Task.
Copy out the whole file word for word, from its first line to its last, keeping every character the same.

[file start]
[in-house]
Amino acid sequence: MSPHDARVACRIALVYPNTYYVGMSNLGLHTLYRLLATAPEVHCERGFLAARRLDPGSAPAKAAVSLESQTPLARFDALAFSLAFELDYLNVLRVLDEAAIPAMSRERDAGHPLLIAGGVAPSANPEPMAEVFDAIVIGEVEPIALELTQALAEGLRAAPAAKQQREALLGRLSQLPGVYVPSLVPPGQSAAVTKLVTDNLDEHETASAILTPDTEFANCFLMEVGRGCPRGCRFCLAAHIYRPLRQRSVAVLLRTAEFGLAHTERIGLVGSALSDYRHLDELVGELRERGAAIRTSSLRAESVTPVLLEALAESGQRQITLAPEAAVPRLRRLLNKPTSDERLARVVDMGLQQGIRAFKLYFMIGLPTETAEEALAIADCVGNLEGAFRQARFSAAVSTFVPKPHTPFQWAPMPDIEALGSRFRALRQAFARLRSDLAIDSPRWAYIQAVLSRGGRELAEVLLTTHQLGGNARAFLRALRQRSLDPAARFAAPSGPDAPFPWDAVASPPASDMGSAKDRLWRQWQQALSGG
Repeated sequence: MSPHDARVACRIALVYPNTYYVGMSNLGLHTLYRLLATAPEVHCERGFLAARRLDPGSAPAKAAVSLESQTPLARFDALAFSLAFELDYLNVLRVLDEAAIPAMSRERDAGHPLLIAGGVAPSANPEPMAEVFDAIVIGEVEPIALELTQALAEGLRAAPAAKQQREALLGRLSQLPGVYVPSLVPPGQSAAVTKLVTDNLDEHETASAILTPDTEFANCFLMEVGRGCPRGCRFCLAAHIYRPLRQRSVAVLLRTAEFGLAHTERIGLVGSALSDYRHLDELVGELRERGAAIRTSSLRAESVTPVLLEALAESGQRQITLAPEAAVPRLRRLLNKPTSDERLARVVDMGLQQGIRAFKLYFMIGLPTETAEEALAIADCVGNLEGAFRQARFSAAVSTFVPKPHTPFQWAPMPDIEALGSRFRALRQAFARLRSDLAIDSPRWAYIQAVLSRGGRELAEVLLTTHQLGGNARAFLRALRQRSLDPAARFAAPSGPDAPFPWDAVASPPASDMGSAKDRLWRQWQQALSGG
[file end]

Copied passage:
[in-house]
Amino acid sequence: MSPHDARVACRIALVYPNTYYVGMSNLGLHTLYRLLATAPEVHCERGFLAARRLDPGSAPAKAAVSLESQTPLARFDALAFSLAFELDYLNVLRVLDEAAIPAMSRERDAGHPLLIAGGVAPSANPEPMAEVFDAIVIGEVEPIALELTQALAEGLRAAPAAKQQREALLGRLSQLPGVYVPSLVPPGQSAAVTKLVTDNLDEHETASAILTPDTEFANCFLMEVGRGCPRGCRFCLAAHIYRPLRQRSVAVLLRTAEFGLAHTERIGLVGSALSDYRHLDELVGELRERGAAIRTSSLRAESVTPVLLEALAESGQRQITLAPEAAVPRLRRLLNKPTSDERLARVVDMGLQQGIRAFKLYFMIGLPTETAEEALAIADCVGNLEGAFRQARFSAAVSTFVPKPHTPFQWAPMPDIEALGSRFRALRQAFARLRSDLAIDSPRWAYIQAVLSRGGRELAEVLLTTHQLGGNARAFLRALRQRSLDPAARFAAPSGPDAPFPWDAVASPPASDMGSAKDRLWRQWQQALSGG
Repeated sequence: MSPHDARVACRIALVYPNTYYVGMSNLGLHTLYRLLATAPEVHCERGFLAARRLDPGSAPAKAAVSLESQTPLARFDALAFSLAFELDYLNVLRVLDEAAIPAMSRERDAGHPLLIAGGVAPSANPEPMAEVFDAIVIGEVEPIALELTQALAEGLRAAPAAKQQREALLGRLSQLPGVYVPSLVPPGQSAAVTKLVTDNLDEHETASAILTPDTEFANCFLMEVGRGCPRGCRFCLAAHIYRPLRQRSVAVLLRTAEFGLAHTERIGLVGSALSDYRHLDELVGELRERGAAIRTSSLRAESVTPVLLEALAESGQRQITLAPEAAVPRLRRLLNKPTSDERLARVVDMGLQQGIRAFKLYFMIGLPTETAEEALAIADCVGNLEGAFRQARFSAAVSTFVPKPHTPFQWAPMPDIEALGSRFRALRQAFARLRSDLAIDSPRWAYIQAVLSRGGRELAEVLLTTHQLGGNARAFLRALRQRSLDPAARFAAPSGPDAPFPWDAVASPPASDMGSAKDRLWRQWQQALSGG